Authored by Harvard Business School Student Sustainability Associates Viroopa Volla, Jaison Jose, and Katie Spies.

When we set out to build a better dashboard to communicate energy, waste, and water usage streams throughout campus, we were targeting a student audience. We first anticipated that availability of the data would be our biggest hurdle, but quickly found that Harvard Business School's Operations team has access to an ever-improving and immense amount of data at a fairly granular level across campus.

The hurdle instead proved to be (a) the collection, manipulation and analysis of that data today is incredibly manual, and (b) how to display the data in a way that could affect student behavior.  

For this project we focused on (a) an area where we could make a concrete proposal in the allotted span of time, and a necessary prerequisite to solving (b).

In order to track progress toward the Harvard sustainability goals, and more generally to track operations energy, waste, and water usage on a monthly basis, the HBS Operations team currently pulls granular usage data from multiple sources into a common view. The process today is manual: downloading reports from multiple services and public data sources, pulling relevant data into a different structure in excel, manipulating data to assign it to buildings or normalize by heating and cooling degree days, and then comment on abnormalities within the spreadsheet. This process is repeated each month, and select charts are pulled out.

This process has been perfected so that it doesn’t consume many resources and produces data to inform operations meetings, but could yet be improved - and would need to be made more seamless if we are to reach the eventual goal of displaying data to students to inform and inspire behavior changes.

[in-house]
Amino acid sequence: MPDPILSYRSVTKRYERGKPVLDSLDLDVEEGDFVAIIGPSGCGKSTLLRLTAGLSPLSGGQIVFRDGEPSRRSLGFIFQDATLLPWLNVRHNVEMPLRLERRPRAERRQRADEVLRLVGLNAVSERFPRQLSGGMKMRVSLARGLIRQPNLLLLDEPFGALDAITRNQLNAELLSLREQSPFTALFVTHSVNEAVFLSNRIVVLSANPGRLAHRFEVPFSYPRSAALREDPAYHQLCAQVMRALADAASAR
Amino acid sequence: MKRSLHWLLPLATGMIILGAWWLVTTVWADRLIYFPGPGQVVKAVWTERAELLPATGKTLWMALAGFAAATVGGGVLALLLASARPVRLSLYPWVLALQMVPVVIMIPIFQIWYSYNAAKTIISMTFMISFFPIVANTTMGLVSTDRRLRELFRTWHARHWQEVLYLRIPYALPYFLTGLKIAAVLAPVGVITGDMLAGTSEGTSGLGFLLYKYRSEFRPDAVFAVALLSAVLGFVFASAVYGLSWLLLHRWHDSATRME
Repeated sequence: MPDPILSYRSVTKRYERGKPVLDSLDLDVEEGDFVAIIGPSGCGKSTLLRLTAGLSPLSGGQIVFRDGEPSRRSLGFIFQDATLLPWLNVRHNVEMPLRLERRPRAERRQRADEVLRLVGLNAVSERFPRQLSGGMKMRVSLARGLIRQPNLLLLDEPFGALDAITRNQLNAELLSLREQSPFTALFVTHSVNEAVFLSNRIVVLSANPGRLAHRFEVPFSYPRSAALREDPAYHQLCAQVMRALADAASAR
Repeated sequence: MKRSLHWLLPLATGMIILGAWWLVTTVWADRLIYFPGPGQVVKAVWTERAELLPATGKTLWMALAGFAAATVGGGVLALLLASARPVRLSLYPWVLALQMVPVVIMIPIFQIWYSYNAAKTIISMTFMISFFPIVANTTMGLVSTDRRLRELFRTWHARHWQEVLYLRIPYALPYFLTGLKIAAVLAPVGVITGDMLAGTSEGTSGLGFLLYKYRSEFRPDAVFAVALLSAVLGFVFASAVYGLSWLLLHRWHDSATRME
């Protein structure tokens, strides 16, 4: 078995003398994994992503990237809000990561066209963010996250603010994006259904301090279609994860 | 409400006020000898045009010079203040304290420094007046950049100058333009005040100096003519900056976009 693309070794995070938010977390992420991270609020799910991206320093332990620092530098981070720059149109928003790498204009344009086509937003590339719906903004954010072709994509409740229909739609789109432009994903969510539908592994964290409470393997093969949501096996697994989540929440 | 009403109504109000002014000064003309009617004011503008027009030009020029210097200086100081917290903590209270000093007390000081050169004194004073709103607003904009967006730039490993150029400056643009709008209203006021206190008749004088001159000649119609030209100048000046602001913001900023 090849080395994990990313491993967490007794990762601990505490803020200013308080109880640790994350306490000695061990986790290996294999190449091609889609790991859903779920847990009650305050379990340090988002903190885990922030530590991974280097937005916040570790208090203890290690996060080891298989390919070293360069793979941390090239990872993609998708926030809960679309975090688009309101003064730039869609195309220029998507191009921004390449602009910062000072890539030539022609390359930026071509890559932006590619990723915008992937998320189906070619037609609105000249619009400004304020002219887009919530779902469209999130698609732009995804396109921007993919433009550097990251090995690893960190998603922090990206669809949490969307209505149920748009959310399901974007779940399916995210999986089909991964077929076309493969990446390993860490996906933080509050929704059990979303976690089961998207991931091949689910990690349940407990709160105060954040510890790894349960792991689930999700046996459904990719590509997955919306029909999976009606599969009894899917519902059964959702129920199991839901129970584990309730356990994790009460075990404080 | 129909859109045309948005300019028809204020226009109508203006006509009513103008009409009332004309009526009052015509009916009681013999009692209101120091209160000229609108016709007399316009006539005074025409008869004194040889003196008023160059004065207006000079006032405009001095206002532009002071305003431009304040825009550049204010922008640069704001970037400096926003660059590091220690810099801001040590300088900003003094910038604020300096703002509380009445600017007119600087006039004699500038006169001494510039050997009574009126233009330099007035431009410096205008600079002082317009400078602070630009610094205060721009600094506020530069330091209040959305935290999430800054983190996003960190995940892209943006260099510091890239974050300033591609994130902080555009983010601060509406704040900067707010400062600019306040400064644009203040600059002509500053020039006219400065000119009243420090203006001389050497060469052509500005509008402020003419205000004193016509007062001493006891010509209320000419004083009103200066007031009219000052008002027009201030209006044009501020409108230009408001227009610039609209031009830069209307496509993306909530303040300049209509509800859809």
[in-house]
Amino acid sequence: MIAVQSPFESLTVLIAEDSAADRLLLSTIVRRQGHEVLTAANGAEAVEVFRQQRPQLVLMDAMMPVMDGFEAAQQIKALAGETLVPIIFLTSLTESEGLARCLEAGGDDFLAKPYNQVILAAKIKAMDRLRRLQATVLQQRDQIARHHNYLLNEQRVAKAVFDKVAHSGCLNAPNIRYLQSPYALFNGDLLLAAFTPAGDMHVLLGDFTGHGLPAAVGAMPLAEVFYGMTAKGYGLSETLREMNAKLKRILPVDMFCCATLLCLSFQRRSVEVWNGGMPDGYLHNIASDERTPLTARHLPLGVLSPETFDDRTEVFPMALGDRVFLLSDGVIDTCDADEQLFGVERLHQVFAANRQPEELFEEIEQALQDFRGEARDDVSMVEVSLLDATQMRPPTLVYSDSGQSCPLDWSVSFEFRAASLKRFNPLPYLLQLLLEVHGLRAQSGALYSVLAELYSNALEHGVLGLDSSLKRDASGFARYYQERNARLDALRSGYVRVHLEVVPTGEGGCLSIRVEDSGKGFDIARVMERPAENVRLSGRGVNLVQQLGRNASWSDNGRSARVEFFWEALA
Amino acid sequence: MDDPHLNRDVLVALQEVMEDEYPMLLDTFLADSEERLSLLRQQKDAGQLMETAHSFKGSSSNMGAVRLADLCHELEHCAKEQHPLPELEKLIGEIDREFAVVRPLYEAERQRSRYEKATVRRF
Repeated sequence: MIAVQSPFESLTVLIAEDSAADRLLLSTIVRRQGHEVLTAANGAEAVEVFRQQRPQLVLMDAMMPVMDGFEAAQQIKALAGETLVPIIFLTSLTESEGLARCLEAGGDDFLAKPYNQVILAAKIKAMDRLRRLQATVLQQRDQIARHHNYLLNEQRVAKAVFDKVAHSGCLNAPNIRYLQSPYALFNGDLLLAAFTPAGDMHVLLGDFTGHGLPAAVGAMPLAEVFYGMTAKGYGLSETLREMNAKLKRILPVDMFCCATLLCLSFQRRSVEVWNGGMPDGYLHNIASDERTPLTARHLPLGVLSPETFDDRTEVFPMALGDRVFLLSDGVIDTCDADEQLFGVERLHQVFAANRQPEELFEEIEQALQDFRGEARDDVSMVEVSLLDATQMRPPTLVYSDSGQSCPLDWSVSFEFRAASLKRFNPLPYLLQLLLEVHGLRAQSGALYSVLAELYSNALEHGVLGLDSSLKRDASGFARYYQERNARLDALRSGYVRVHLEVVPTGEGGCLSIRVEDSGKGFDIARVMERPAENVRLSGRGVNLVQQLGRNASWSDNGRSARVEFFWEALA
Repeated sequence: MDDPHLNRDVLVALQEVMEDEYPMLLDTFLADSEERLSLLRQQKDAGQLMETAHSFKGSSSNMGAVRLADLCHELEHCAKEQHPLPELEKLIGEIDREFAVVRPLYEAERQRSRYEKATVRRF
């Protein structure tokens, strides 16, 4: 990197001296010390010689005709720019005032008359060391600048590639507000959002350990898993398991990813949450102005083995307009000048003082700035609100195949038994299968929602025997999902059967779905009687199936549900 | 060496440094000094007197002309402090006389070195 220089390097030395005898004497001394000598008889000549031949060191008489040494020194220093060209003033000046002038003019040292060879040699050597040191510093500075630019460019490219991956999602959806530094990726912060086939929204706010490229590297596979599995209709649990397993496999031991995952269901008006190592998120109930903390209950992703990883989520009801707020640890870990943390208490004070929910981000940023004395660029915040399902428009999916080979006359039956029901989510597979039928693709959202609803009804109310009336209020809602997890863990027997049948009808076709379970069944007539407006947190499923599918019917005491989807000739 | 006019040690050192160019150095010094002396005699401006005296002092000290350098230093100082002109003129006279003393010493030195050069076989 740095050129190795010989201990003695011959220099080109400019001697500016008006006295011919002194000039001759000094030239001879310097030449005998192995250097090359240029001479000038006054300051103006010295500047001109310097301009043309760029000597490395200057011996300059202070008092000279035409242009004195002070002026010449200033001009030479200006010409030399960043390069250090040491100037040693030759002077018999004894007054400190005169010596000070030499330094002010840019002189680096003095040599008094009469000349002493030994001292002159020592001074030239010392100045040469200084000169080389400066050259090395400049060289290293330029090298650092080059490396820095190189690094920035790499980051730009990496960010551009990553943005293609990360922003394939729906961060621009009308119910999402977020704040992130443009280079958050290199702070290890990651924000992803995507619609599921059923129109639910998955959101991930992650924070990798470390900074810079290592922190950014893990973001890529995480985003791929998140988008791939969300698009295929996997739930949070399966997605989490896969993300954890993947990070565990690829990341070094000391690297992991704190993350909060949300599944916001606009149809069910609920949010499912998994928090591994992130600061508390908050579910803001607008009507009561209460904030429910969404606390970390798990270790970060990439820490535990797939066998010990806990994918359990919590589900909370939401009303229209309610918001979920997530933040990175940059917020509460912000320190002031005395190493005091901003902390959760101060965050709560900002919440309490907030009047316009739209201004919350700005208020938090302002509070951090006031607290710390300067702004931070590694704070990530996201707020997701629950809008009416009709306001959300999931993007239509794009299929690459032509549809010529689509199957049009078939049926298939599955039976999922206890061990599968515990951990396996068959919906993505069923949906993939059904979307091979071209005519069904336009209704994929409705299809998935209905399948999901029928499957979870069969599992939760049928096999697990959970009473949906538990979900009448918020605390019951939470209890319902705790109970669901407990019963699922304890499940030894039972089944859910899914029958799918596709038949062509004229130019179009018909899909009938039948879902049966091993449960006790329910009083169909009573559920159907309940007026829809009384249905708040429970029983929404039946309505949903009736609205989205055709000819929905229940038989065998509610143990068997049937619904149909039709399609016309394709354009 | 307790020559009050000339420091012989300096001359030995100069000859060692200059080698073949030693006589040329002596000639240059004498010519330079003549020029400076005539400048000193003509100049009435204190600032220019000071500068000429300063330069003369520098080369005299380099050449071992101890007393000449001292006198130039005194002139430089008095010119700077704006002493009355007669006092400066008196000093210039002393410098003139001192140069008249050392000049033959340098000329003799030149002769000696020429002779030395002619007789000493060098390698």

We looked at other data-driven organizations and worked with the Operations team to determine the core criteria for a data system. Ideally, the HBS operations team would have an approach to this data that enables them to:

  • Seamlessly pull data from multiple disparate sources, into a central view (not manually)
  • Provide the entire team access to the database
  • Incorporate comments in a useful way
  • Enable iteration and be flexible for operations to alter views, generate new charts, add and remove data streams

For these reasons, we proposed a move to Tableau and outlined a data architecture that could meet these core criteria.

The Harvard Office for Sustainability uses Tableau to visualize the University's sustainability data.The Harvard Office for Sustainability uses Tableau to visualize the University's sustainability data.

To use Tableau effectively, we focused on Harvard’s sustainability goals that require well defined metrics. These goals are to become fossil fuel neutral by 2026 and fossil fuel free by 2050, reduce waste by 50% by 2020, and reduce water usage by 50% by 2020.

Based on best practices used in other organizations and the Office for Sustainability, we concluded that there were several metrics that could be emphasized to engage users in an informative and engaged experience. In energy and emissions, what works well is to connect where the pollution is coming from to how much is being emitted using a map with point source values. We can also dynamically rank the emissions by facility size and understand how much is being emitted per square foot of a building. Another way to visualize the data is to look at year-over-year change from building to building and compare year-over-year changes across different type of facilities grouped by type of facility.

In waste reduction, what we’ve seen works well is to tie the economic impact with the waste reduced. For example, ReFED, a non-profit that takes a data driven approach to reducing food waste, created a value per ton chart that shows the financial benefit of reducing waste minus investment and costs per ton of the food waste diverted. The output is a ranking of different ways to reduce food waste based on the value per ton they generate.

Finally, in reducing water usage, several drought prone communities and municipalities have created visually savvy charts that depict how water usage has decreased compared to goals and what are the areas that have not met their goals using box plot charts. These charts show the disparities in different communities and facilities on achieving objectives.